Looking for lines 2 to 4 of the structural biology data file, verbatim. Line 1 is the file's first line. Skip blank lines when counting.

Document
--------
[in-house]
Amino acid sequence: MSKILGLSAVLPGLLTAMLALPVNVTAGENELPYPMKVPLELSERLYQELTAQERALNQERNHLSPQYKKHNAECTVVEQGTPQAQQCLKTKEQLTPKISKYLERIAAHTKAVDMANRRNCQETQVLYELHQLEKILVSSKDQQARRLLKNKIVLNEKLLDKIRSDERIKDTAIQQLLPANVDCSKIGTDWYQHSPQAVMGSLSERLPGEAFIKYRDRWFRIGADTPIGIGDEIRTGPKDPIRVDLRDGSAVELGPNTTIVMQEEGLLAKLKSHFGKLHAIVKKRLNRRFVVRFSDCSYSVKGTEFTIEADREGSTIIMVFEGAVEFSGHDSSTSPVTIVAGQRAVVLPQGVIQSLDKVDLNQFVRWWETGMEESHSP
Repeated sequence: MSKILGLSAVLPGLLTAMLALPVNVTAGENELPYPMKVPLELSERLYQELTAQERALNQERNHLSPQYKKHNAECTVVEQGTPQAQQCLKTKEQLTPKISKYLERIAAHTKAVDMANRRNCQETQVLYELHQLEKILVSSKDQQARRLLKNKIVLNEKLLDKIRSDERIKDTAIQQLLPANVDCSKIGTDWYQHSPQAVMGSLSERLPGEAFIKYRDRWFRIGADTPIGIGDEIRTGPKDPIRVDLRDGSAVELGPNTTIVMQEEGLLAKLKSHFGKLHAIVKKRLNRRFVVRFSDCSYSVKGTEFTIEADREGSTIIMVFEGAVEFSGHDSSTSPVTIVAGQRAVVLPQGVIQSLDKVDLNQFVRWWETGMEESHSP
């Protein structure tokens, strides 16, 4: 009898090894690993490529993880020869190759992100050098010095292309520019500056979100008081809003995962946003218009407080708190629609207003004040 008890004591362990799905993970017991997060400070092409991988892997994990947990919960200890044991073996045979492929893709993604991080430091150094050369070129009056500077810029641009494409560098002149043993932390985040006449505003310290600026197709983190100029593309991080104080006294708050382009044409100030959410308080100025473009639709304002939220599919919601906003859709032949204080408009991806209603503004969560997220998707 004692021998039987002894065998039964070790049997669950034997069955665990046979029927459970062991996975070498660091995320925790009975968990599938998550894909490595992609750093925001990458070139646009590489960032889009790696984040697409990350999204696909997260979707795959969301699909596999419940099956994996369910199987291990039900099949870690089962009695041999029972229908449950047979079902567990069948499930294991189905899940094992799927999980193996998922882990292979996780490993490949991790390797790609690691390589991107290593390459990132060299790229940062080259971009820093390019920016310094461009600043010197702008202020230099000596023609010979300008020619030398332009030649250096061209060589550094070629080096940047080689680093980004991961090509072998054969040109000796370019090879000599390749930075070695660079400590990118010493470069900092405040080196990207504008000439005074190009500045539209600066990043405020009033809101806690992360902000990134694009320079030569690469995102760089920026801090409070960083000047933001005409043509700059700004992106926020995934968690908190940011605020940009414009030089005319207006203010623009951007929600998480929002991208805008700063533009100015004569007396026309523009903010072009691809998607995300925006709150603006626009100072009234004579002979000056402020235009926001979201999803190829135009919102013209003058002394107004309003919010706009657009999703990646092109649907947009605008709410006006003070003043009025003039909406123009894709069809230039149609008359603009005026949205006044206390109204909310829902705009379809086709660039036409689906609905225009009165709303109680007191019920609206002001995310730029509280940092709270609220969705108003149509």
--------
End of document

Amino acid sequence: MSKILGLSAVLPGLLTAMLALPVNVTAGENELPYPMKVPLELSERLYQELTAQERALNQERNHLSPQYKKHNAECTVVEQGTPQAQQCLKTKEQLTPKISKYLERIAAHTKAVDMANRRNCQETQVLYELHQLEKILVSSKDQQARRLLKNKIVLNEKLLDKIRSDERIKDTAIQQLLPANVDCSKIGTDWYQHSPQAVMGSLSERLPGEAFIKYRDRWFRIGADTPIGIGDEIRTGPKDPIRVDLRDGSAVELGPNTTIVMQEEGLLAKLKSHFGKLHAIVKKRLNRRFVVRFSDCSYSVKGTEFTIEADREGSTIIMVFEGAVEFSGHDSSTSPVTIVAGQRAVVLPQGVIQSLDKVDLNQFVRWWETGMEESHSP
Repeated sequence: MSKILGLSAVLPGLLTAMLALPVNVTAGENELPYPMKVPLELSERLYQELTAQERALNQERNHLSPQYKKHNAECTVVEQGTPQAQQCLKTKEQLTPKISKYLERIAAHTKAVDMANRRNCQETQVLYELHQLEKILVSSKDQQARRLLKNKIVLNEKLLDKIRSDERIKDTAIQQLLPANVDCSKIGTDWYQHSPQAVMGSLSERLPGEAFIKYRDRWFRIGADTPIGIGDEIRTGPKDPIRVDLRDGSAVELGPNTTIVMQEEGLLAKLKSHFGKLHAIVKKRLNRRFVVRFSDCSYSVKGTEFTIEADREGSTIIMVFEGAVEFSGHDSSTSPVTIVAGQRAVVLPQGVIQSLDKVDLNQFVRWWETGMEESHSP
């Protein structure tokens, strides 16, 4: 009898090894690993490529993880020869190759992100050098010095292309520019500056979100008081809003995962946003218009407080708190629609207003004040 008890004591362990799905993970017991997060400070092409991988892997994990947990919960200890044991073996045979492929893709993604991080430091150094050369070129009056500077810029641009494409560098002149043993932390985040006449505003310290600026197709983190100029593309991080104080006294708050382009044409100030959410308080100025473009639709304002939220599919919601906003859709032949204080408009991806209603503004969560997220998707 004692021998039987002894065998039964070790049997669950034997069955665990046979029927459970062991996975070498660091995320925790009975968990599938998550894909490595992609750093925001990458070139646009590489960032889009790696984040697409990350999204696909997260979707795959969301699909596999419940099956994996369910199987291990039900099949870690089962009695041999029972229908449950047979079902567990069948499930294991189905899940094992799927999980193996998922882990292979996780490993490949991790390797790609690691390589991107290593390459990132060299790229940062080259971009820093390019920016310094461009600043010197702008202020230099000596023609010979300008020619030398332009030649250096061209060589550094070629080096940047080689680093980004991961090509072998054969040109000796370019090879000599390749930075070695660079400590990118010493470069900092405040080196990207504008000439005074190009500045539209600066990043405020009033809101806690992360902000990134694009320079030569690469995102760089920026801090409070960083000047933001005409043509700059700004992106926020995934968690908190940011605020940009414009030089005319207006203010623009951007929600998480929002991208805008700063533009100015004569007396026309523009903010072009691809998607995300925006709150603006626009100072009234004579002979000056402020235009926001979201999803190829135009919102013209003058002394107004309003919010706009657009999703990646092109649907947009605008709410006006003070003043009025003039909406123009894709069809230039149609008359603009005026949205006044206390109204909310829902705009379809086709660039036409689906609905225009009165709303109680007191019920609206002001995310730029509280940092709270609220969705108003149509």